In his book, Katz uses actual photographs and illustrations to help tell poignant stories that are both revealing and enlightening. Beginning with settlements in early British colonies, including the Pee Dee River area in South Carolina, Katz chronicles the life, customs, and movements of Native Americans from colonial areas into Indian Territory, to Texas, and on further west. Katz has included profiles and often, photographs, of men with mixed racial ancestry who became leaders in areas occupied by Native American tribes. Among the profiles contained in the book are life stories about Edward Rose, George and Stephen Bonga, and James P. Beckwourth, and how their ancestries, familial relationships, and occupations were deeply intertwined with Native Americans.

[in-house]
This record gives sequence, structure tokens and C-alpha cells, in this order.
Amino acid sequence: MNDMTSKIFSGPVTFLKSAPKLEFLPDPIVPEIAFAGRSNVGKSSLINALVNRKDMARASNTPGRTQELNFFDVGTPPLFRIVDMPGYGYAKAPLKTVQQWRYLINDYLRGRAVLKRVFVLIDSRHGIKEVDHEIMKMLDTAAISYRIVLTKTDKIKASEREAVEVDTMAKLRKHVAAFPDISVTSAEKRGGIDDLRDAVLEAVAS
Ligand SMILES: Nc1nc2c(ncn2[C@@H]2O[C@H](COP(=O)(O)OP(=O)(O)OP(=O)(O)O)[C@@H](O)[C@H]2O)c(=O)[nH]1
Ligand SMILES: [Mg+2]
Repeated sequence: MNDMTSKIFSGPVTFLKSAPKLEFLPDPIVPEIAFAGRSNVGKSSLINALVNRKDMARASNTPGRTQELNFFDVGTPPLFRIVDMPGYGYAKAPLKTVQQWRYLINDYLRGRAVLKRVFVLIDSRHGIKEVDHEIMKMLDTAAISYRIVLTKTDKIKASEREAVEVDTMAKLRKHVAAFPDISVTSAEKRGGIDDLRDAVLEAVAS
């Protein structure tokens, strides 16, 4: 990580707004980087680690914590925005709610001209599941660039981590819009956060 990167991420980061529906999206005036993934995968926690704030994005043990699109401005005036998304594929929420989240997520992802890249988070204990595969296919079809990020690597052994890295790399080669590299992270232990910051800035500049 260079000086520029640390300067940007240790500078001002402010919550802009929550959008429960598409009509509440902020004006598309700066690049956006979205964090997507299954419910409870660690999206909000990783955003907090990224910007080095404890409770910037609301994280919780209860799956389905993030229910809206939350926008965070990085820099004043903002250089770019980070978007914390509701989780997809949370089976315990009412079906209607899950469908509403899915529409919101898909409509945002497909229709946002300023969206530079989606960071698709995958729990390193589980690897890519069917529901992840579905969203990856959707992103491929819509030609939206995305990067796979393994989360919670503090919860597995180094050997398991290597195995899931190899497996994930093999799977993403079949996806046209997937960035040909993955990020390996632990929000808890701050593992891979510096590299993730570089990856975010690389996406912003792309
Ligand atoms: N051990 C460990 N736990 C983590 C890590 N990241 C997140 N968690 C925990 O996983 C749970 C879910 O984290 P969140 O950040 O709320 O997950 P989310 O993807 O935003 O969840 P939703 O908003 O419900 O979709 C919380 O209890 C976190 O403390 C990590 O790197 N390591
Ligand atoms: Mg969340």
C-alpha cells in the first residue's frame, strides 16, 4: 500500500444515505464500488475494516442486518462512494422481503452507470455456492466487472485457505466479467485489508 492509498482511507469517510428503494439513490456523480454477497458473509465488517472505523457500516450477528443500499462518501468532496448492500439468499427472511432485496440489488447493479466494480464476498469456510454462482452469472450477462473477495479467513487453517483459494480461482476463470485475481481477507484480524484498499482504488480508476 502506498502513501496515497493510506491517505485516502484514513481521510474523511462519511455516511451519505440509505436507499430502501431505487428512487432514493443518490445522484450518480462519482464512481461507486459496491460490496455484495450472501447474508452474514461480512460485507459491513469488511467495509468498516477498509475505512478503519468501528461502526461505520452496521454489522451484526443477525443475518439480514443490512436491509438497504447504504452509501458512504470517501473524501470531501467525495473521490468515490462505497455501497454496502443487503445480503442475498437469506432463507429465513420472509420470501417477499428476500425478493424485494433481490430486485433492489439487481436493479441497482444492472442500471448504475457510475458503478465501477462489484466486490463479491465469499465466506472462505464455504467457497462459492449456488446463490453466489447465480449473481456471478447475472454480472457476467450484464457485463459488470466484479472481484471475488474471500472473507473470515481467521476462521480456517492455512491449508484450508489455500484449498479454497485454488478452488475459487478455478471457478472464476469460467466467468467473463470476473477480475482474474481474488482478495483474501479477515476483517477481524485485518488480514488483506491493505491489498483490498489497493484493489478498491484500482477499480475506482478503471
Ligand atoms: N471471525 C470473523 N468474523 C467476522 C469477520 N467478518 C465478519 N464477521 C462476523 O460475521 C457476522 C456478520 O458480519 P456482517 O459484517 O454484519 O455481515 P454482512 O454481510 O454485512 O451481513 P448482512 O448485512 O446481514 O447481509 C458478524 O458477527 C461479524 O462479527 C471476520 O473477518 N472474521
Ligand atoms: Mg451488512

Katz has presented the results of his research in a book that is both straightforward and easy to read. Although the book is not lengthy, only 198 pages including its bibliography and index, it is a most powerful one. I highly recommend the reading of "Black Indians - A Hidden Heritage" to anyone who is seeking to explore the relationship of tribal heritage and racial ethnicity in the United States
Thursday, March 12, 2009
Since I have been unable to locate Arthur C. Ragland on a census record in Mississippi between 1820 and 1880, I can only assume that he was counted under another name that I would not recognize, possibly one that began with his middle initial of "C." Another possibility, of course, is that he died sometime after 1841, the date he was issued patents for land in Attala County.